Mary Stegmueller was diagnosed with a rare form of cancer, with no known cure, called Diffuse Intrinsic Pontine Giloma (DIPG) at the age of 4. She was told she only had weeks to live after her diagnosis in 2020. The now 7-year-old continues to fight as she undergoes her 43rd session (third round) of radiation.
The young girl is a student at Frassati Catholic Academy and her family are parishioners at St. Scholastica Parish in Erie, Colorado. Thanks to her local Catholic community, Mary was able to make one of her biggest dreams come true.
The Denver Catholic first told Mary’s story in March 2021, when Frassati Catholic Academy held “#MaryStrong Day” to help raise money to alleviate the many stresses that come with a cancer diagnosis like hers. The Stegmueller family has continued to receive support from the Catholic community.
Kristin Stegmueller, Mary’s mom, spoke with CNA about Mary’s love for country singer Luke Bryan’s music and her daughter’s surprise meet-and-greet with the country star, thanks to the efforts of others.
Initially, Mary and her family were simply going to attend Bryan’s concert at Ball Arena in Denver on July 29. Bill Hanzlik, a former Denver Nuggets player and founder of the youth sports organization Gold Crown Foundation, heard Mary’s story and immediately felt compelled to help her attend the concert. Thanks to a generous donation, Mary, her mom, dad Bobby, 5-year-old brother Robbie, and some other family and friends would be enjoying the concert in a private suite.
Kristin shared that a spokesperson from Ball Arena contacted her hours before the concert to tell them about the meeting with Bryan.
“We’re all sitting in the room, kind of waiting for him to come in, and Mary was talking to everybody, and I noticed he had peeked his head in but we didn’t say anything to her, and then all of a sudden she realized he was there and total fan girl screamed,” Kristin shared.
She continued: “He came and sat with all the kids on the couch and was just chatting with them and she was so shy, but just smiled the whole time.”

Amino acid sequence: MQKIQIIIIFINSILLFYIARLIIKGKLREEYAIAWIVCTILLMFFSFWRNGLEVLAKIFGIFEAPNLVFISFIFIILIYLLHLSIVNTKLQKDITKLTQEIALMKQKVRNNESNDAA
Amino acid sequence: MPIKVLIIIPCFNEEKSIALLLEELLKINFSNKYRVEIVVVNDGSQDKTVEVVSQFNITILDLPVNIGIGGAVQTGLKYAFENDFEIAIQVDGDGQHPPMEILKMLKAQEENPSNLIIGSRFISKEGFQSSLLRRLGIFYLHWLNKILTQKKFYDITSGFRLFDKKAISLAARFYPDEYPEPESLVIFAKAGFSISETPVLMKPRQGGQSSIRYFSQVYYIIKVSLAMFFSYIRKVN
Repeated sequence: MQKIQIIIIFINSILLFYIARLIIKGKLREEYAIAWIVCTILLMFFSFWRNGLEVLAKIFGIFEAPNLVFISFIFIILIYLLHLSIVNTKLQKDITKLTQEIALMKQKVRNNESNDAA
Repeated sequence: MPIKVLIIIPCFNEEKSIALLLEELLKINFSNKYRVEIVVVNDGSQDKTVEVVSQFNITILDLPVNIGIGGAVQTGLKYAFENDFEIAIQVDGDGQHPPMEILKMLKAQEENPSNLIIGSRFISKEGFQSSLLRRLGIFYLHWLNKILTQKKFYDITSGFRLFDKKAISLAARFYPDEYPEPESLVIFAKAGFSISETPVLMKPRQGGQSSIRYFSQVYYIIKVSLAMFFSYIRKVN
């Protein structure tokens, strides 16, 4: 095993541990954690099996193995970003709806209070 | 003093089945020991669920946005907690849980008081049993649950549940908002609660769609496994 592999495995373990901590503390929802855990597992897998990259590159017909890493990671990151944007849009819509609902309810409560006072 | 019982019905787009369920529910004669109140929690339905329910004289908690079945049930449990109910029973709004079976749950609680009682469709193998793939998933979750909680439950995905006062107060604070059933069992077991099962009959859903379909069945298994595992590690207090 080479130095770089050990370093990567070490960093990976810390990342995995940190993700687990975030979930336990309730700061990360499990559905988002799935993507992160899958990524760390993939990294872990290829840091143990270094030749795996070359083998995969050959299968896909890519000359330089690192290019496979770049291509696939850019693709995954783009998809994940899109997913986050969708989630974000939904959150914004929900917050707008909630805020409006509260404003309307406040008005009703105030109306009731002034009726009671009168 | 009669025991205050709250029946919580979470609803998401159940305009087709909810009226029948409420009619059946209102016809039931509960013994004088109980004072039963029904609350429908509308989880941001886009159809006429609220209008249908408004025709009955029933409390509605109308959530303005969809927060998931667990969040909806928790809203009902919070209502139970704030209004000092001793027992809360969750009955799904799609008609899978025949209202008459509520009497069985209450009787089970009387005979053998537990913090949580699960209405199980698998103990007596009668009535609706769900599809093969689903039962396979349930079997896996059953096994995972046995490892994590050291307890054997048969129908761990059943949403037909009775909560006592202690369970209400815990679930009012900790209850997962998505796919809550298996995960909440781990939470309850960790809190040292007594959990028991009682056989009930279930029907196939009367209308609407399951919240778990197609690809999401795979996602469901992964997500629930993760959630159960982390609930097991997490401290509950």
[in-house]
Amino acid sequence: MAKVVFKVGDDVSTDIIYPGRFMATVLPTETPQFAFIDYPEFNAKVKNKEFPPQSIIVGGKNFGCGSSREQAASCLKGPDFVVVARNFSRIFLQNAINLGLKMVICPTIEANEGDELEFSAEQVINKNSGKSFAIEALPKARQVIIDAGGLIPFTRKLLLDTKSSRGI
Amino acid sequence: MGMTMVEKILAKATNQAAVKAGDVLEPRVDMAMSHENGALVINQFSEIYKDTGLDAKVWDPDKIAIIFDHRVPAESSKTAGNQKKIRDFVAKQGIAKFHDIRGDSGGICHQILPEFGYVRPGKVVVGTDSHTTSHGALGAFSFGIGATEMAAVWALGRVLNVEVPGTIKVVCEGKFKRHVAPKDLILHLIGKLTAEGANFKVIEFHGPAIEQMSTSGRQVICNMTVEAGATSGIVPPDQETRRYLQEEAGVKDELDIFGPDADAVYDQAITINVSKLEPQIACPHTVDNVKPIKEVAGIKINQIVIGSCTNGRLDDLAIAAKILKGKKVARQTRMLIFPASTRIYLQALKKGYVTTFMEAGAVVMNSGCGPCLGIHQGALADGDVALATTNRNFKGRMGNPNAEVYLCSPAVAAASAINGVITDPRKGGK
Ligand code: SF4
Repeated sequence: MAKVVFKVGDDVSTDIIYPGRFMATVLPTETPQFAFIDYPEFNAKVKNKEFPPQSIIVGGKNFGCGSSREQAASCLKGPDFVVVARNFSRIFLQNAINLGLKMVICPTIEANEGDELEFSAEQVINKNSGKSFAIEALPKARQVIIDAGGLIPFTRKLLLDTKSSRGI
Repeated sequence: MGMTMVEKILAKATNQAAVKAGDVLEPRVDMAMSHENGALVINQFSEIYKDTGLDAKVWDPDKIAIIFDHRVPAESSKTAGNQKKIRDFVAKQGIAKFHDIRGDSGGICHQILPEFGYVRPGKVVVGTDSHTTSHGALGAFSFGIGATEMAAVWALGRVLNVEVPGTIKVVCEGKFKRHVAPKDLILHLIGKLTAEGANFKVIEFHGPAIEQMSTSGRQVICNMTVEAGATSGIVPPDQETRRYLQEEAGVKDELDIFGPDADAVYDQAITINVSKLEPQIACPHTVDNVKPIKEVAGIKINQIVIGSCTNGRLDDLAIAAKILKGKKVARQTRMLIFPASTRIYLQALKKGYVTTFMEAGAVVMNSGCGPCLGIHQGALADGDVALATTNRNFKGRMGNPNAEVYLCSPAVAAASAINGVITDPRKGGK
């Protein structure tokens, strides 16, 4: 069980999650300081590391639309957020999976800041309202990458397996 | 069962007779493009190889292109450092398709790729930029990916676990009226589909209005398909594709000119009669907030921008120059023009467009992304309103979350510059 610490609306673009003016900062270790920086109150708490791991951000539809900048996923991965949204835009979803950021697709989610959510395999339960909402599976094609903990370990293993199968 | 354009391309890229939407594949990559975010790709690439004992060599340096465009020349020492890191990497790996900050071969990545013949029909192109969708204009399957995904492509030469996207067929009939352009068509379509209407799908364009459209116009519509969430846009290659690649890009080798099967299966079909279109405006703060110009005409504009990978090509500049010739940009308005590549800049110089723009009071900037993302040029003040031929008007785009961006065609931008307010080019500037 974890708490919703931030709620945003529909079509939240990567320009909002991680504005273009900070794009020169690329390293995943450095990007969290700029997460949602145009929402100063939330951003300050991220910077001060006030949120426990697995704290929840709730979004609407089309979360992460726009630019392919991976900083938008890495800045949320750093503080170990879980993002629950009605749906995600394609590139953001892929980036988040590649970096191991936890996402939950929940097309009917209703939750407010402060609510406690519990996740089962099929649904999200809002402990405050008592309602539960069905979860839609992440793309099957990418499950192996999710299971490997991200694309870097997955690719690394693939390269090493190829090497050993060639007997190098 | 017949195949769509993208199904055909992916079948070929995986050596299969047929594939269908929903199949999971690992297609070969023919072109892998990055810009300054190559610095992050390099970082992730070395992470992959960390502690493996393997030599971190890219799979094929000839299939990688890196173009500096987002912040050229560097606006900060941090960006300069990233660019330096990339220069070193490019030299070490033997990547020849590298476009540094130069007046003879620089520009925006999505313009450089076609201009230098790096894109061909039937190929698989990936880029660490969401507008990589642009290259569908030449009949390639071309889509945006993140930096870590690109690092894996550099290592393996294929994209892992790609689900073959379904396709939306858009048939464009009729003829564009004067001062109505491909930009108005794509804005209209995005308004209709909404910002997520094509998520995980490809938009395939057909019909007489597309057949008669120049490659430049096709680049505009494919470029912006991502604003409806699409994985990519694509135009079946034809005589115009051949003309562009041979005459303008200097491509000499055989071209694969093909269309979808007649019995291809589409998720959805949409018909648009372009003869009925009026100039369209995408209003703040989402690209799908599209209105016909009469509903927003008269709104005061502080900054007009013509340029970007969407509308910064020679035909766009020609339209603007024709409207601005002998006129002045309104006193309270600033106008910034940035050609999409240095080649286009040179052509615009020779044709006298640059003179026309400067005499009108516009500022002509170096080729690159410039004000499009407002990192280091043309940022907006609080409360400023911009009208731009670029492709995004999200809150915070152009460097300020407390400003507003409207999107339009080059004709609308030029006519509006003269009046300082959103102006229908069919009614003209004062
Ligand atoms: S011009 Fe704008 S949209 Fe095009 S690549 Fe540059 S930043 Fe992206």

Kristin said that seeing her daughter’s wish come true was “beyond words.”
“It was a glimpse of what you know she will hopefully be like as a teenager. Hopefully, we’ll get there,” she said. “But just to see her so happy and excited — I’ve not seen her stay up that late in a very long time.”
“He was singing to her and she tried to get up and dance and we had not seen her try to get up on her own feet in quite a while, willingly.”
For those diagnosed with DIPG, only 10% make it to the point Mary is currently at. No one makes it to five years.
Since her diagnosis in 2020, Mary has undergone 42 sessions of radiation to the brain stem (12 of them awake), two brain surgeries, 12 rounds of chemo, hair loss twice, 17 rounds of stage 1 CAR-T cell trial, four rounds of apheresis, five PICC line surgeries, one port surgery, 55 MRIs, 70 times under anesthesia, four X-rays, three CT scans, 17 EKGs, three ECHOs, 19 trips to California for treatment (270 days total), 74 Ommaya taps (spinal taps in the brain), five walking braces, two walkers, 11 blood transfusions, two chemical burns from medical cleaner, and learning to walk again twice.
For the Stegmuellers it has been a test of faith. Kristin explained that Mary has received anointing of the sick nearly every week since they first found the tumor. Mary also received the sacraments of first Communion and confirmation a week before she started her first round of radiation.
“That’s all been really important to us — to have not only physical checkups but spiritual ones as well,” Kristin said.
Kristin has had her own battles while Mary fights for her life. The Catholic mother has suffered two miscarriages, one the night before the Luke Bryan concert.
“There’s obviously a reason that those babies didn’t take and we still have Mary, so there’s some purpose. I just really wish I knew what it was.”
As for Mary, she has six more sessions of radiation and will be able to start clinical trials again two weeks after her final session. The Stegmuellers have found a trial they’re interested in; however, it is unavailable in the state of Colorado. Currently, Colorado only offers one clinical trial for children with DIPG. The clinical trial they are hoping to receive requires three weekly infusions for three months.
Kristin explained: “We’re trying to get this trial started in Colorado, so that kids in Colorado have another option and don’t have to always travel. If we don’t get it for Mary, we’re going to keep fighting to get it for other kids.”
“She’s spent 33 months traveling every four to six weeks to California. And ripping her away from family and friends for at least three months — because we pretty much would have to live wherever it’s [the clinical trial] at — isn’t giving her a quality of life. So, it’s always something we’re battling — the quality versus quantity idea.”
In the meantime, Mary and her mom will continue their tradition of listening to Luke Bryan on the local country station as they drive to each of the remaining treatment sessions.